Conclusions

This paper addressed the continuing need for improved methods and designs that can make prosthetic hands and arms unnoticed during social touching situations. In addition to lifelike appearance, warmth and motion, prosthetic skins that can replicate the natural softness of the human hand may be able to shield the user from social stigma. This could lead to the faster improvement of his or her emotional well-being and permit the resumption of a normal life (cf. [10, 17, 29]).

In this paper, the areas of the hand where typical contact occurs during male-to-male handshakes were determined. The results show that the following areas of the hand have contact forces greater than 2 N when grasped during handshake: (a) the palm and the back of the palm, (b) the thumb, (c) the proximal phalanx of the little finger and the (e) middle phalanges of the little, (f) ring, and (g) middle fingers. These are the areas that envelope the handshaking partner's hand for a full grasp.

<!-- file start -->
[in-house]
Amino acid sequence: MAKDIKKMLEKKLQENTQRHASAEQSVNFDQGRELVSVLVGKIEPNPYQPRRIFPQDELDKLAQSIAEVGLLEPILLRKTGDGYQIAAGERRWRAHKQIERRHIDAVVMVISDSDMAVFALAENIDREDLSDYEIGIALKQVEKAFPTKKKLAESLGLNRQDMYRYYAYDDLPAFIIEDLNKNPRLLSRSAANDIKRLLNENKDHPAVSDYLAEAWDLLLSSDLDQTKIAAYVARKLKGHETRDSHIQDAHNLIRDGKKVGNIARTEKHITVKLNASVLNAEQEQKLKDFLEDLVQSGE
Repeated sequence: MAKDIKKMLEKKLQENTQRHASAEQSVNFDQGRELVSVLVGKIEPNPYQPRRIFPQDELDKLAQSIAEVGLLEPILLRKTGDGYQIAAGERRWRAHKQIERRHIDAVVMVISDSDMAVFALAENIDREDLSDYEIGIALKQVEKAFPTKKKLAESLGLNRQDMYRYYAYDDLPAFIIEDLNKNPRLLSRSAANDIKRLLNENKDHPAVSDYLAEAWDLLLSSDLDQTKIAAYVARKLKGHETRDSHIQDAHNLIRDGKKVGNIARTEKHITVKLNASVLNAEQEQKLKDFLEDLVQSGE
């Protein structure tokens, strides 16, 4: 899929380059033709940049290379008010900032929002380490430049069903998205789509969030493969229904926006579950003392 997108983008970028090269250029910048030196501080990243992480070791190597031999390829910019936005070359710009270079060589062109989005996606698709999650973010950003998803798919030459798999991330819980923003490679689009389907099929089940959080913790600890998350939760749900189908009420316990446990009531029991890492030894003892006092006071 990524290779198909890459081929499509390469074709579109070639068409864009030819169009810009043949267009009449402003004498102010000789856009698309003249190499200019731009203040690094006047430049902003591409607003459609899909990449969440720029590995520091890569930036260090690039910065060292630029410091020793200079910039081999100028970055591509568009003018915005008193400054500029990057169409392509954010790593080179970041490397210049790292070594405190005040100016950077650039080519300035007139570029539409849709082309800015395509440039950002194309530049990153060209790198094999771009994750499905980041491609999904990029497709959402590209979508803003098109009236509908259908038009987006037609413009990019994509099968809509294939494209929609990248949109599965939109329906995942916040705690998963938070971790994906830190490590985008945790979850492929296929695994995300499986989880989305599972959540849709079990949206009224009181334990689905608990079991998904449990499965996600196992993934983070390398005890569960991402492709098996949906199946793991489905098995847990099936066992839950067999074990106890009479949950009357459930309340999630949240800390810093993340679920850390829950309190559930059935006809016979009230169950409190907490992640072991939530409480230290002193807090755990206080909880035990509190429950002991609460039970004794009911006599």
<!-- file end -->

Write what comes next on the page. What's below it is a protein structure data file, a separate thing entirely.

The middle phalanges of the little, ring and middle fingers were selected for indentations with a testing machine. The force-displacement curves were obtained on both the flat hand position, which represents tapping or caressing postures, and the curled-fingers position, which represents handshake postures. The indentation results show that the skin tissues at the finger phalanges are compliant and are exhibiting large displacements with minimal forces applied, i.e., a 1 N force corresponds to skin tissue displacements of more than 2 mm. The results also show that there are no significant differences in the force-displacement data on flat-hand position and curled-fingers position on the middle phalanges of the little, ring and middle fingers.